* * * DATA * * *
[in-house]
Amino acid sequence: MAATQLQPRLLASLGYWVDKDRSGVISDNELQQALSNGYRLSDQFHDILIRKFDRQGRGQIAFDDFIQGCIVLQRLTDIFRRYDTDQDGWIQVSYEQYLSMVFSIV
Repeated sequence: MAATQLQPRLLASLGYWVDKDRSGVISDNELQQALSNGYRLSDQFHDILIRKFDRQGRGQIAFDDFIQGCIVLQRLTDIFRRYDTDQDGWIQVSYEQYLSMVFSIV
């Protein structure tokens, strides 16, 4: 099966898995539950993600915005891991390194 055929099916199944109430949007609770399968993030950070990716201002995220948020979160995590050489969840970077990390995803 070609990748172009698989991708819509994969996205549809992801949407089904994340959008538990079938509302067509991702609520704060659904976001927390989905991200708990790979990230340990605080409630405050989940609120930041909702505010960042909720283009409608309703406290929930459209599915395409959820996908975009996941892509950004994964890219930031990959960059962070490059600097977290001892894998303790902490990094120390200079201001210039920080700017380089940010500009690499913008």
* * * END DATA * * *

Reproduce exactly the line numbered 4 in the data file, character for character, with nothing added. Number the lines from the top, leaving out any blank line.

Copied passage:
């Protein structure tokens, strides 16, 4: 099966898995539950993600915005891991390194 055929099916199944109430949007609770399968993030950070990716201002995220948020979160995590050489969840970077990390995803 070609990748172009698989991708819509994969996205549809992801949407089904994340959008538990079938509302067509991702609520704060659904976001927390989905991200708990790979990230340990605080409630405050989940609120930041909702505010960042909720283009409608309703406290929930459209599915395409959820996908975009996941892509950004994964890219930031990959960059962070490059600097977290001892894998303790902490990094120390200079201001210039920080700017380089940010500009690499913008």